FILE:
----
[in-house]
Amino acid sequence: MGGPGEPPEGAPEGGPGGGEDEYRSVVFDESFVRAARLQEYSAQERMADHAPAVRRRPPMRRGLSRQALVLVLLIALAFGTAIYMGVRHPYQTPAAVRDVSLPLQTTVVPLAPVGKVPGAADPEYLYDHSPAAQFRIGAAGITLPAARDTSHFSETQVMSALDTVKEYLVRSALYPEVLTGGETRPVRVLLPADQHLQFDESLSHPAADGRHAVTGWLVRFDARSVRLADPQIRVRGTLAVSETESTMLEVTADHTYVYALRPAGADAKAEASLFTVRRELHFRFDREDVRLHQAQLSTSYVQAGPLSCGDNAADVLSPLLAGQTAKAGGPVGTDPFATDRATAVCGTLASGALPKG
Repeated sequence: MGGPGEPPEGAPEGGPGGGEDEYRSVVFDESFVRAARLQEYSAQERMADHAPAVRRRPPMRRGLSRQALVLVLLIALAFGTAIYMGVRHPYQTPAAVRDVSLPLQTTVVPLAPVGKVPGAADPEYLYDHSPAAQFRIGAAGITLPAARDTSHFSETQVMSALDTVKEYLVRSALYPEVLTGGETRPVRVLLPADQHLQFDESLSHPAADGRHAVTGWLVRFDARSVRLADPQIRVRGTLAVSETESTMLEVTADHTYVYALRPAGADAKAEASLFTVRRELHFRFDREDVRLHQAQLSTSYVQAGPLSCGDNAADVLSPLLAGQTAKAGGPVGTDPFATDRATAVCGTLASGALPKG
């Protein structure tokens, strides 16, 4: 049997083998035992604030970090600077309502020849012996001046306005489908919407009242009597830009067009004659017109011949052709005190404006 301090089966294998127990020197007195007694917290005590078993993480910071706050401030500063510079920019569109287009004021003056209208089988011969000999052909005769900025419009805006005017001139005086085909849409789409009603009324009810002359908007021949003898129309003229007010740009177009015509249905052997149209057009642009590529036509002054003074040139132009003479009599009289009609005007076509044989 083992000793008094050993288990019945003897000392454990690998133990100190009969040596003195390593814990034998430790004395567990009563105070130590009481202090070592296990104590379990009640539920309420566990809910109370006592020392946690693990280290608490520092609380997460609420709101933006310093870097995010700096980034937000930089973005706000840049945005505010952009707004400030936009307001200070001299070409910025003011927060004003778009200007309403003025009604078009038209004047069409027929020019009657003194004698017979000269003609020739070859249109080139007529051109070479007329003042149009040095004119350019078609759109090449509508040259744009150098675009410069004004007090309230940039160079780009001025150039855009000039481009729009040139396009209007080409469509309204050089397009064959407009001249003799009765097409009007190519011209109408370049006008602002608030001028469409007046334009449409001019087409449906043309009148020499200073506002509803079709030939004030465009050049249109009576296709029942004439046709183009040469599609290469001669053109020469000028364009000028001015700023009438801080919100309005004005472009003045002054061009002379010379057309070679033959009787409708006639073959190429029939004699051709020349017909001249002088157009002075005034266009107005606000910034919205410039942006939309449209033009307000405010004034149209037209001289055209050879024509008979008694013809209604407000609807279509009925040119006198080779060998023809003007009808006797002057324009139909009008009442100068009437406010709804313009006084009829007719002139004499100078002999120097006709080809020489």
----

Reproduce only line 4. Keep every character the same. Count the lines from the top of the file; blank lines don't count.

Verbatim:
């Protein structure tokens, strides 16, 4: 049997083998035992604030970090600077309502020849012996001046306005489908919407009242009597830009067009004659017109011949052709005190404006 301090089966294998127990020197007195007694917290005590078993993480910071706050401030500063510079920019569109287009004021003056209208089988011969000999052909005769900025419009805006005017001139005086085909849409789409009603009324009810002359908007021949003898129309003229007010740009177009015509249905052997149209057009642009590529036509002054003074040139132009003479009599009289009609005007076509044989 083992000793008094050993288990019945003897000392454990690998133990100190009969040596003195390593814990034998430790004395567990009563105070130590009481202090070592296990104590379990009640539920309420566990809910109370006592020392946690693990280290608490520092609380997460609420709101933006310093870097995010700096980034937000930089973005706000840049945005505010952009707004400030936009307001200070001299070409910025003011927060004003778009200007309403003025009604078009038209004047069409027929020019009657003194004698017979000269003609020739070859249109080139007529051109070479007329003042149009040095004119350019078609759109090449509508040259744009150098675009410069004004007090309230940039160079780009001025150039855009000039481009729009040139396009209007080409469509309204050089397009064959407009001249003799009765097409009007190519011209109408370049006008602002608030001028469409007046334009449409001019087409449906043309009148020499200073506002509803079709030939004030465009050049249109009576296709029942004439046709183009040469599609290469001669053109020469000028364009000028001015700023009438801080919100309005004005472009003045002054061009002379010379057309070679033959009787409708006639073959190429029939004699051709020349017909001249002088157009002075005034266009107005606000910034919205410039942006939309449209033009307000405010004034149209037209001289055209050879024509008979008694013809209604407000609807279509009925040119006198080779060998023809003007009808006797002057324009139909009008009442100068009437406010709804313009006084009829007719002139004499100078002999120097006709080809020489």